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The Georgetown Companion to Interreligious Studies
Lucinda Mosher
Georgetown University Press, 2022

A comprehensive collection provides guidance and deep insight from a variety of experts in this emerging field

The rapidly developing field of interreligious studies fosters scholarship engaging two or more religious traditions at a time. Inherently multidisciplinary, the field brings the academic consideration of religions into conversation with the humanities and social sciences, employing relational, intersectional, experiential, and dialogical methodologies as it examines the interrelationship of individuals and groups with differing alignments toward religion.

Edited by Lucinda Mosher, The Georgetown Companion to Interreligious Studies features an international roster of practitioners of or experts on Judaism, Christianity, Islam, Hinduism, Jainism, Sikhism, Buddhism, Ruism, Humanism, and African, North American, and South American Indigenous lifeways. Each author offers a unique perspective on the nature of this emerging discipline.

This companion provides fifty thought-provoking chapters on the history, priorities, challenges, distinguishing pedagogies, and practical applications of interreligious studies. Anyone who seeks a deeper appreciation of this relatively new academic field will find it useful as a textbook or research resource.


front cover of Global Perspectives on Science and Religion
Global Perspectives on Science and Religion
Pranab Das
Templeton Press, 2009

Gathering thinkers from ten countries and various scientific and spiritual backgrounds, Global Perspectives on Science and Spirituality leads readers on a fascinating tour of distinctly non-Western approaches to topics in these two fields. These voices add fresh and invigorating input to a dialogue that has thus far been predominantly guided by scholars from the United States or Western Europe.

The award-winning researchers in this volume were selected from a pool of over one hundred and fifty applications. They offer the very best scholarship from underrepresented regions around the globe. The essays cover a broad spectrum of scientific fields, spanning mathematical physics, robotics, biosemiotics and other new schools of theoretical biology, embryonic stem cells, cognitive science, and the concept of opening the human mind to broader ideas of reality. Hailing from some of the top research institutions in India, Japan, Russia, Korea, China, and a variety of Eastern European nations, contributors offer unique insights into their cultures' spiritual and philosophical traditions. At the same time, they deftly engage concepts from the ongoing Western dialogue in its terms, delving deeply, at times, into schools of thought like phenomenology or process thought.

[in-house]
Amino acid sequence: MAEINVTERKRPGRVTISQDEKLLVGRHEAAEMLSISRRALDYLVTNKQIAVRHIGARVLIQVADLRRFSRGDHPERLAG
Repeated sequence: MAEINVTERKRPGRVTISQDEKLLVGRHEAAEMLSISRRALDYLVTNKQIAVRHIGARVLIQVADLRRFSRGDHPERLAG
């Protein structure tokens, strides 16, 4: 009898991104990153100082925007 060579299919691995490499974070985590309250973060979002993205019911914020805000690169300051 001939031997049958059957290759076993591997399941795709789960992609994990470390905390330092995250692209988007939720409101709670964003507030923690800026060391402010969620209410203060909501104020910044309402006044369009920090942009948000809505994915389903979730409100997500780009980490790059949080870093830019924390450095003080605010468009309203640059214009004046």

Scholars, students, researchers, and anyone seeking new ways of understanding the interplay of spirituality and science will discover a multitude of windows into previously underexplored research areas in these truly interdisciplinary essays. Indeed, any of these pieces could serve as the basis for entirely new long-term study programs.


front cover of God Gave Us The Right
God Gave Us The Right
Conservative Catholic, Evangelical Protestant, and Orthodox Jewish Women Grapple with Feminism
Manning, Christel
Rutgers University Press, 1999
What does it mean to be a religious conservative, particularly for women, in America today? While it appears that people are returning to conservative religion because they are fed up with the excesses of liberalism, including feminism, a closer look at the lives of religious conservatives reveals a more complex reality. Drawing on two years of ethnographic research in Catholic, Jewish, and Protestant communities, Christel Manning explores the diversity among women who have returned to tradition. Arguing that America has undergone profound cultural and economic changes in the last thirty years, which create tension between women's lives and traditional gender roles, she demonstrates that conservative Catholics, Orthodox Jews, and Evangelical Protestants negotiate those tensions in different ways. Manning also shows that women in conservative religious communities share many of the same concerns as secular women.
Manning looks at how the religious communities profiled have been influenced by feminist values and describes the ways in which these women negotiate gender roles at work, religious services, and at home. She explains how they deal with the inconsistencies created by their attempts to integrate feminist and traditionalist norms. In highly accessible prose, Manning examines their attitudes towards the feminist movement, its impact on American culture, and the extent to which the women seek to resist it. God Gave Us the Right explains how these different views of feminism reflect the diverse theologies and historical experiences of the three communities.